Limitations. Villages of interest were identified through a chain-referral sampling process that might not have captured all villages involved with gold ore processing in Zamfara State, and hard-to-reach or inaccessible villages of interest were not investigated. Therefore, we did not fully determine the geographic extent of childhood lead poisoning in Zamfara State. Second, we could only sample approximately five children in each village. Although we oversampled children from homes with gold ore processing and sick children to increase the likelihood of detecting elevated BLLs, the number of villages with childhood lead poisoning might have been underestimated. Third, we used convulsions and deaths as clinical indicators for lead poisoning because symptoms of lead poisoning are generally nonspecific, and blood lead testing was unavailable at the beginning of the outbreak when the majority of affected children died. However, convulsions and deaths are not sensitive as markers of lead poisoning because they typically occur at BLLs that are higher than the levels detected in most blood samples collected from these villages, and convulsions and death are not specific for lead poisoning because they can result from other locally endemic diseases, including malaria and bacterial meningitis. Finally, we did not assess lead poisoning among children ≥ 5 years of age, adults, or livestock. Older children and adults are also at risk for harmful lead exposure and its adverse health effects, and children may be exposed in utero or through breast-feeding if their mothers have elevated BLLs. In addition, villagers may be exposed through consumption of lead-contaminated food or dairy products. Therefore, characterizing the depth and extent of lead poisoning in older children, adults, and livestock is an important topic for further investigation.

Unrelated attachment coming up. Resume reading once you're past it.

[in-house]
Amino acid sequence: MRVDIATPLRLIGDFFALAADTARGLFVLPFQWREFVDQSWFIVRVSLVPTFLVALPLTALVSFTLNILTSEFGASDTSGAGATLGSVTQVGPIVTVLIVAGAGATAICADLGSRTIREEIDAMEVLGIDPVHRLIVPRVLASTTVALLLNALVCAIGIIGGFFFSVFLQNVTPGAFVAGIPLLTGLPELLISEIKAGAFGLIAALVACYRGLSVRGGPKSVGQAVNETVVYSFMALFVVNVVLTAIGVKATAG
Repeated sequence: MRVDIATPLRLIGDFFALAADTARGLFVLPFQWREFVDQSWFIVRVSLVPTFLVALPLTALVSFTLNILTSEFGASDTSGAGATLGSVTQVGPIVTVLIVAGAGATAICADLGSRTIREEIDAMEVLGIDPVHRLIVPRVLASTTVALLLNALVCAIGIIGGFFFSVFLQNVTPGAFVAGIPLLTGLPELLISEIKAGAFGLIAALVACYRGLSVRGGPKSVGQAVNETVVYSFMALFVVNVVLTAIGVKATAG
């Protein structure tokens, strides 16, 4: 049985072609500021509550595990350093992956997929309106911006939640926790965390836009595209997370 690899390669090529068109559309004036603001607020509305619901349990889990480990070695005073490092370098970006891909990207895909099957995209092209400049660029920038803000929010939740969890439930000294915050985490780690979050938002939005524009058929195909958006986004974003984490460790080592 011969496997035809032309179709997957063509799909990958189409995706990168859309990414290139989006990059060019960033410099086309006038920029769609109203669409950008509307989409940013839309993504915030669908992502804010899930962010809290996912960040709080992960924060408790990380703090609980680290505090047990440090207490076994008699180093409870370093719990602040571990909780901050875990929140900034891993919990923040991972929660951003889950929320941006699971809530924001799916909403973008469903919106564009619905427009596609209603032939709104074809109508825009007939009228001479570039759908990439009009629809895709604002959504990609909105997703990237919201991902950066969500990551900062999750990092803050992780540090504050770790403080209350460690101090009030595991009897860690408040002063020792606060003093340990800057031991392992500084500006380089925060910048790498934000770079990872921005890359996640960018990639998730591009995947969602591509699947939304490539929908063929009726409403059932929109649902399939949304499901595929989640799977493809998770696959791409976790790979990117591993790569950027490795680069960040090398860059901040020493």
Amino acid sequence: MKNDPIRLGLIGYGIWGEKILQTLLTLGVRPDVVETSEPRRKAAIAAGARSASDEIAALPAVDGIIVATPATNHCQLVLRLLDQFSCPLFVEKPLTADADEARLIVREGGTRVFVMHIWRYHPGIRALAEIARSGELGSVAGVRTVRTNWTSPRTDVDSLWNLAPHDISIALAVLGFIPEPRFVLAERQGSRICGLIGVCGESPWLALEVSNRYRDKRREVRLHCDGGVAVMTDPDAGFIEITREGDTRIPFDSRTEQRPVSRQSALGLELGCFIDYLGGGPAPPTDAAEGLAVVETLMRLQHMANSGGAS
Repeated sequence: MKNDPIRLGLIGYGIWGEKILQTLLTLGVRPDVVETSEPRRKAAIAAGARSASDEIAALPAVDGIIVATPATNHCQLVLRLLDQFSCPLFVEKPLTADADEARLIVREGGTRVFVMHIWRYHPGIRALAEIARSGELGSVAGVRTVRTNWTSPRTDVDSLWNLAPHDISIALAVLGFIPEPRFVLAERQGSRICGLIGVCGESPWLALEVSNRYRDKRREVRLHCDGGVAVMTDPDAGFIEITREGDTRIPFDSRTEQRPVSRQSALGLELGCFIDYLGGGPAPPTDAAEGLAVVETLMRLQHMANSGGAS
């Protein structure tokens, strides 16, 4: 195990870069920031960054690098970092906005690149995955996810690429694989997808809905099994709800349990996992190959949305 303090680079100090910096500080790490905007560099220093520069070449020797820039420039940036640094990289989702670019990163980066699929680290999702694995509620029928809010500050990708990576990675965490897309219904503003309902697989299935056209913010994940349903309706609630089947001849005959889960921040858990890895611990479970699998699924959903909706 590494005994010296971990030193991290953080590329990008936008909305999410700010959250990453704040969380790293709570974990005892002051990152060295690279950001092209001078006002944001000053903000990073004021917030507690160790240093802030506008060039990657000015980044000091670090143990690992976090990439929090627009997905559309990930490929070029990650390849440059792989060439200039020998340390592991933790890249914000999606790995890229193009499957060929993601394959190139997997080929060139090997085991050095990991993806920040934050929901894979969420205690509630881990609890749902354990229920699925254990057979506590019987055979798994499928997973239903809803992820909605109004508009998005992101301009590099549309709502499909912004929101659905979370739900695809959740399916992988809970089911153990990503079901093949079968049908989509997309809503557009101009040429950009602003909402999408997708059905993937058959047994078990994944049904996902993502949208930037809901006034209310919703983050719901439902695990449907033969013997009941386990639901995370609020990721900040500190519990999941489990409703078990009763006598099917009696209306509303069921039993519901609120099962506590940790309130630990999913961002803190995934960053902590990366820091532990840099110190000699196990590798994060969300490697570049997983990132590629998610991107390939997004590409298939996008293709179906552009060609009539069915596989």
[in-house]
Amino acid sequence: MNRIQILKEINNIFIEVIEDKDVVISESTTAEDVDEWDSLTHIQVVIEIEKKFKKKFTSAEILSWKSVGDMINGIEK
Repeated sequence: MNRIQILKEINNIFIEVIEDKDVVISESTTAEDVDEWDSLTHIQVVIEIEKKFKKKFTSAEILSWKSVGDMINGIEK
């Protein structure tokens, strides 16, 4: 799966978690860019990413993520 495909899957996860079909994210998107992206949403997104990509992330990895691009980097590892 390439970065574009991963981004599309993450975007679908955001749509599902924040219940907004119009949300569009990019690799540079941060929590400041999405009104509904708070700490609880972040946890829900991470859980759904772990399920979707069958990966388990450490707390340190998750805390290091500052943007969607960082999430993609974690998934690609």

Childhood lead poisoning and lead contamination were widespread in the three surveyed LGAs in Zamfara State. Villages with recent gold ore–processing activity are at increased risk for childhood lead poisoning and lead contamination. We recommend cooperative action among international stakeholders and Nigerian federal, state, and local authorities to eliminate or reduce lead poisoning in this region. Joint efforts are needed to relocate gold ore–processing activities to locations inaccessible to children, fully assess and remediate contaminated villages, communicate health messages and enhance risk awareness in affected communities, sustain screening and medical treatment programs, and continue to identify lead-contaminated villages. Adequate input of resources and sustained commitment from the Nigerian federal, state, and local authorities and international stakeholders are essential to ensure timely and optimal implementation of control measures in response to this unprecedented environmental catastrophe.